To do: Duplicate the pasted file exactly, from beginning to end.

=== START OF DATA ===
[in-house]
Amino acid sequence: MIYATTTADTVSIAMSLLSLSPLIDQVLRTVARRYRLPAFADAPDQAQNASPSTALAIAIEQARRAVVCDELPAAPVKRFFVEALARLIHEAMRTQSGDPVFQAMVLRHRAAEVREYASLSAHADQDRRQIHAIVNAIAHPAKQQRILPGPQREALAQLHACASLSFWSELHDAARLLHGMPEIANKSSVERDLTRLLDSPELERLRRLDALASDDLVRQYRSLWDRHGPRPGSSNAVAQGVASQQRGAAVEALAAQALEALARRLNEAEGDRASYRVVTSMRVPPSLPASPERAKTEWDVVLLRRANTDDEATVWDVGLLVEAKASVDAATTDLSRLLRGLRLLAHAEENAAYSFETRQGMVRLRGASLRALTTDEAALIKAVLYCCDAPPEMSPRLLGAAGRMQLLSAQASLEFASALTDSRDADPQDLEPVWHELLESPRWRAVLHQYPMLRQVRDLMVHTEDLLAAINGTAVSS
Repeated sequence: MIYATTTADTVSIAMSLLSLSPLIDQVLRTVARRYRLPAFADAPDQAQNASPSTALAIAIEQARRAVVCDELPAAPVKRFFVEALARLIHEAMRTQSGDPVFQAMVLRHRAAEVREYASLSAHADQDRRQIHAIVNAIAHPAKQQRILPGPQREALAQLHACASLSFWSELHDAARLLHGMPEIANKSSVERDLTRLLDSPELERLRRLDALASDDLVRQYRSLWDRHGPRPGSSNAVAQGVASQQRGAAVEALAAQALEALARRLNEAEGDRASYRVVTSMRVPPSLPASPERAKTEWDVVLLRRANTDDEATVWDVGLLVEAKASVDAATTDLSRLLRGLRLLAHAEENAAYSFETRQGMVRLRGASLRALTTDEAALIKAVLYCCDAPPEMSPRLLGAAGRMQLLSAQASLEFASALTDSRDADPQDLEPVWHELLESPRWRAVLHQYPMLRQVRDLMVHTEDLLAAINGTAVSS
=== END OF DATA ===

[in-house]
Amino acid sequence: MIYATTTADTVSIAMSLLSLSPLIDQVLRTVARRYRLPAFADAPDQAQNASPSTALAIAIEQARRAVVCDELPAAPVKRFFVEALARLIHEAMRTQSGDPVFQAMVLRHRAAEVREYASLSAHADQDRRQIHAIVNAIAHPAKQQRILPGPQREALAQLHACASLSFWSELHDAARLLHGMPEIANKSSVERDLTRLLDSPELERLRRLDALASDDLVRQYRSLWDRHGPRPGSSNAVAQGVASQQRGAAVEALAAQALEALARRLNEAEGDRASYRVVTSMRVPPSLPASPERAKTEWDVVLLRRANTDDEATVWDVGLLVEAKASVDAATTDLSRLLRGLRLLAHAEENAAYSFETRQGMVRLRGASLRALTTDEAALIKAVLYCCDAPPEMSPRLLGAAGRMQLLSAQASLEFASALTDSRDADPQDLEPVWHELLESPRWRAVLHQYPMLRQVRDLMVHTEDLLAAINGTAVSS
Repeated sequence: MIYATTTADTVSIAMSLLSLSPLIDQVLRTVARRYRLPAFADAPDQAQNASPSTALAIAIEQARRAVVCDELPAAPVKRFFVEALARLIHEAMRTQSGDPVFQAMVLRHRAAEVREYASLSAHADQDRRQIHAIVNAIAHPAKQQRILPGPQREALAQLHACASLSFWSELHDAARLLHGMPEIANKSSVERDLTRLLDSPELERLRRLDALASDDLVRQYRSLWDRHGPRPGSSNAVAQGVASQQRGAAVEALAAQALEALARRLNEAEGDRASYRVVTSMRVPPSLPASPERAKTEWDVVLLRRANTDDEATVWDVGLLVEAKASVDAATTDLSRLLRGLRLLAHAEENAAYSFETRQGMVRLRGASLRALTTDEAALIKAVLYCCDAPPEMSPRLLGAAGRMQLLSAQASLEFASALTDSRDADPQDLEPVWHELLESPRWRAVLHQYPMLRQVRDLMVHTEDLLAAINGTAVSS